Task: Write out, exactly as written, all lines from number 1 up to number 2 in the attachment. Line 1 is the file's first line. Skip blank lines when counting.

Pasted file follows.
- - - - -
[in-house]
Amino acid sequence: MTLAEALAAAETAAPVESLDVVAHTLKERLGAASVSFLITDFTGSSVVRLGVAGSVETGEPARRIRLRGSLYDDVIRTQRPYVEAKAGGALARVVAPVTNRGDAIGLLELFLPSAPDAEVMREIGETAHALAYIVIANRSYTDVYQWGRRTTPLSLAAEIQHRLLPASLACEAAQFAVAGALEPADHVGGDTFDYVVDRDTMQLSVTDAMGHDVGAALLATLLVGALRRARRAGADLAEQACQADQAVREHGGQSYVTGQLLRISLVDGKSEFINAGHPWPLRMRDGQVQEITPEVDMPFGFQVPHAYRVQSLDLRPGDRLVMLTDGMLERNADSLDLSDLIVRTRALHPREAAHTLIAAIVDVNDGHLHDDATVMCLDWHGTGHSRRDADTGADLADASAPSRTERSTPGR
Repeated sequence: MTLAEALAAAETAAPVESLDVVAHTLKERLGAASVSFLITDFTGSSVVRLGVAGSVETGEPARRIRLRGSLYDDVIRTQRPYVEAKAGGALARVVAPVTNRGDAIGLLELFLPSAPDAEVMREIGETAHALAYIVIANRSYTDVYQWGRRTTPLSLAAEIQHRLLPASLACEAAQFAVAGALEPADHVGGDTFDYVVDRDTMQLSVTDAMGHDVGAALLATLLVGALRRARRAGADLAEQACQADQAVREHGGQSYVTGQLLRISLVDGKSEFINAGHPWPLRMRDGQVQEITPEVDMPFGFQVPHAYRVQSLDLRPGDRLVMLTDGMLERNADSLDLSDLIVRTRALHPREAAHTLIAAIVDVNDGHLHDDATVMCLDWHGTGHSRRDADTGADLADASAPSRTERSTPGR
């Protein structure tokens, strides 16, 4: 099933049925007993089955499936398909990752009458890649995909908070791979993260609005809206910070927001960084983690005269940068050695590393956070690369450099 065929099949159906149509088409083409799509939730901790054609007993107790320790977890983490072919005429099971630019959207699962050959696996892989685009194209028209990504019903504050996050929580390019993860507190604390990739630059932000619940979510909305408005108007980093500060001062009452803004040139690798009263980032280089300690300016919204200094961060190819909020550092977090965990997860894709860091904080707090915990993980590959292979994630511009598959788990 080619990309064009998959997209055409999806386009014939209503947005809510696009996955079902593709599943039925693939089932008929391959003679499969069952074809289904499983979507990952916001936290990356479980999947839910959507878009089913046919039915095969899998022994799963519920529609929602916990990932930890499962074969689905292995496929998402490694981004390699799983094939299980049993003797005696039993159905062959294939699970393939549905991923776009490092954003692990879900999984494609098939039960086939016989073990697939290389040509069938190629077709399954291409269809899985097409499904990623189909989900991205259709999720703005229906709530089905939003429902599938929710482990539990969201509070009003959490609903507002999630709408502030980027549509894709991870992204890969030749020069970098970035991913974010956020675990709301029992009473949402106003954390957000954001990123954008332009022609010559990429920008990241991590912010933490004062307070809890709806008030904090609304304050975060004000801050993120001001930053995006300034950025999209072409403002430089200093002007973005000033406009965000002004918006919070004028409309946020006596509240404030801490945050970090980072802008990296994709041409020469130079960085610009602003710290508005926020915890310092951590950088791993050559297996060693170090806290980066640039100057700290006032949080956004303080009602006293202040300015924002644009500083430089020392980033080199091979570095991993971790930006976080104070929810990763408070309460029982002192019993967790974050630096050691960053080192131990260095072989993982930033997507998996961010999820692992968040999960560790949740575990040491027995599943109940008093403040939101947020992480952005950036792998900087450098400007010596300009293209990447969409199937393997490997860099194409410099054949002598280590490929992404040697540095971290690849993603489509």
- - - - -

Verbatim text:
[in-house]
Amino acid sequence: MTLAEALAAAETAAPVESLDVVAHTLKERLGAASVSFLITDFTGSSVVRLGVAGSVETGEPARRIRLRGSLYDDVIRTQRPYVEAKAGGALARVVAPVTNRGDAIGLLELFLPSAPDAEVMREIGETAHALAYIVIANRSYTDVYQWGRRTTPLSLAAEIQHRLLPASLACEAAQFAVAGALEPADHVGGDTFDYVVDRDTMQLSVTDAMGHDVGAALLATLLVGALRRARRAGADLAEQACQADQAVREHGGQSYVTGQLLRISLVDGKSEFINAGHPWPLRMRDGQVQEITPEVDMPFGFQVPHAYRVQSLDLRPGDRLVMLTDGMLERNADSLDLSDLIVRTRALHPREAAHTLIAAIVDVNDGHLHDDATVMCLDWHGTGHSRRDADTGADLADASAPSRTERSTPGR